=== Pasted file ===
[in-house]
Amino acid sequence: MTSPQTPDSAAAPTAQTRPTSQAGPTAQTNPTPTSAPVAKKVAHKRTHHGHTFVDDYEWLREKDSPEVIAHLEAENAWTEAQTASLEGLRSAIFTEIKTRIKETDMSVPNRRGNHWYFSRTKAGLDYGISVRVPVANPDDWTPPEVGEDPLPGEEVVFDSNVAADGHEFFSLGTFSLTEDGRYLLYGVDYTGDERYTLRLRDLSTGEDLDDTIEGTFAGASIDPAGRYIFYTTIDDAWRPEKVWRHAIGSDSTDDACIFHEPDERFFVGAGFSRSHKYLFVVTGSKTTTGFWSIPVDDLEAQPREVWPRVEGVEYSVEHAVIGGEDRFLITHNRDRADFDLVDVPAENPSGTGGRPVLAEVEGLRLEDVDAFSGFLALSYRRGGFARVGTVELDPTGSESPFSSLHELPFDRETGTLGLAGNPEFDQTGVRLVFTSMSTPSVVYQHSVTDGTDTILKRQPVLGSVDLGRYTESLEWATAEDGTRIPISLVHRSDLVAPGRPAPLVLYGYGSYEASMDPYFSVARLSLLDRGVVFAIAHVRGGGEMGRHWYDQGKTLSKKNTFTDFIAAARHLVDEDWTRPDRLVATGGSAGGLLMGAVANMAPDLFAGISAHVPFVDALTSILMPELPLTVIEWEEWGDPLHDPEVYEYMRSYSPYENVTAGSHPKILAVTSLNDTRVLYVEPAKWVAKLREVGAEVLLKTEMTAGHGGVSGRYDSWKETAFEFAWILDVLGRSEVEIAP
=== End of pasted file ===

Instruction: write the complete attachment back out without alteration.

[in-house]
Amino acid sequence: MTSPQTPDSAAAPTAQTRPTSQAGPTAQTNPTPTSAPVAKKVAHKRTHHGHTFVDDYEWLREKDSPEVIAHLEAENAWTEAQTASLEGLRSAIFTEIKTRIKETDMSVPNRRGNHWYFSRTKAGLDYGISVRVPVANPDDWTPPEVGEDPLPGEEVVFDSNVAADGHEFFSLGTFSLTEDGRYLLYGVDYTGDERYTLRLRDLSTGEDLDDTIEGTFAGASIDPAGRYIFYTTIDDAWRPEKVWRHAIGSDSTDDACIFHEPDERFFVGAGFSRSHKYLFVVTGSKTTTGFWSIPVDDLEAQPREVWPRVEGVEYSVEHAVIGGEDRFLITHNRDRADFDLVDVPAENPSGTGGRPVLAEVEGLRLEDVDAFSGFLALSYRRGGFARVGTVELDPTGSESPFSSLHELPFDRETGTLGLAGNPEFDQTGVRLVFTSMSTPSVVYQHSVTDGTDTILKRQPVLGSVDLGRYTESLEWATAEDGTRIPISLVHRSDLVAPGRPAPLVLYGYGSYEASMDPYFSVARLSLLDRGVVFAIAHVRGGGEMGRHWYDQGKTLSKKNTFTDFIAAARHLVDEDWTRPDRLVATGGSAGGLLMGAVANMAPDLFAGISAHVPFVDALTSILMPELPLTVIEWEEWGDPLHDPEVYEYMRSYSPYENVTAGSHPKILAVTSLNDTRVLYVEPAKWVAKLREVGAEVLLKTEMTAGHGGVSGRYDSWKETAFEFAWILDVLGRSEVEIAP